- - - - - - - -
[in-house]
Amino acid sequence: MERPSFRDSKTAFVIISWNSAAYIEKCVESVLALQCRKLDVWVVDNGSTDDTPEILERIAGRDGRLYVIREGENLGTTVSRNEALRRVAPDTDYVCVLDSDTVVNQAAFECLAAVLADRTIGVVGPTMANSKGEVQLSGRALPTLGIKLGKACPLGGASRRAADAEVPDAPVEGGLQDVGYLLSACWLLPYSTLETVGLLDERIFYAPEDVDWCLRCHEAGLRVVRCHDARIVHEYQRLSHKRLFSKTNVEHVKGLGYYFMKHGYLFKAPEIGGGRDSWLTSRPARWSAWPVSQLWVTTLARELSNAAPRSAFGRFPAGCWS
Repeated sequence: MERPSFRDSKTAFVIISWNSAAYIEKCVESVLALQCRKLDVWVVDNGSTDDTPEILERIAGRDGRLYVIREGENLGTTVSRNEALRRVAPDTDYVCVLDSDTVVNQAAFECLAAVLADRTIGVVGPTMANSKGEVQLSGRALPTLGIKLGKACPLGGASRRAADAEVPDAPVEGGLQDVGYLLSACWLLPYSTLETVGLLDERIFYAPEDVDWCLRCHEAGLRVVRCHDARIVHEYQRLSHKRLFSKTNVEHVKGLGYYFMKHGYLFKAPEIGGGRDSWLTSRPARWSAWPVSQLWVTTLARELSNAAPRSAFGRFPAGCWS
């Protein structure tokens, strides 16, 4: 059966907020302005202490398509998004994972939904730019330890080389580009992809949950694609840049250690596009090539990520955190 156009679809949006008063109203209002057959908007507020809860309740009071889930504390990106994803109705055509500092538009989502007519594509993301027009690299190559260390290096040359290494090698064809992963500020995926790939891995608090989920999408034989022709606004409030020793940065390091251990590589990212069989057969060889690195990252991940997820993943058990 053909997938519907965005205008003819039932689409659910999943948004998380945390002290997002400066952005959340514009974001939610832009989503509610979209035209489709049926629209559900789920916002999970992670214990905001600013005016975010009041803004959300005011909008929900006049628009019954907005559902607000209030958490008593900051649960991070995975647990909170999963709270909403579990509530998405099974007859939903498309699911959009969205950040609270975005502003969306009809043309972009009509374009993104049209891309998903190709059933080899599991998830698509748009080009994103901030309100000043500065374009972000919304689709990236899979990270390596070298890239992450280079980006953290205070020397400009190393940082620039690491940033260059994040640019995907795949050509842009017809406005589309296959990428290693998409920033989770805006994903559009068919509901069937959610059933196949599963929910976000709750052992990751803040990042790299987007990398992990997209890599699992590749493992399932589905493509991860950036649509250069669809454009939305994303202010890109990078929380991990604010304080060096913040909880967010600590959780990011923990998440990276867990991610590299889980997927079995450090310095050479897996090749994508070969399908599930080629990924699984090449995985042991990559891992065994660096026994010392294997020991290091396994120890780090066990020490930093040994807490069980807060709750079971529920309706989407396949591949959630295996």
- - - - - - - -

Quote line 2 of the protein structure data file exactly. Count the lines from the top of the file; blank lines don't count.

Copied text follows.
Amino acid sequence: MERPSFRDSKTAFVIISWNSAAYIEKCVESVLALQCRKLDVWVVDNGSTDDTPEILERIAGRDGRLYVIREGENLGTTVSRNEALRRVAPDTDYVCVLDSDTVVNQAAFECLAAVLADRTIGVVGPTMANSKGEVQLSGRALPTLGIKLGKACPLGGASRRAADAEVPDAPVEGGLQDVGYLLSACWLLPYSTLETVGLLDERIFYAPEDVDWCLRCHEAGLRVVRCHDARIVHEYQRLSHKRLFSKTNVEHVKGLGYYFMKHGYLFKAPEIGGGRDSWLTSRPARWSAWPVSQLWVTTLARELSNAAPRSAFGRFPAGCWS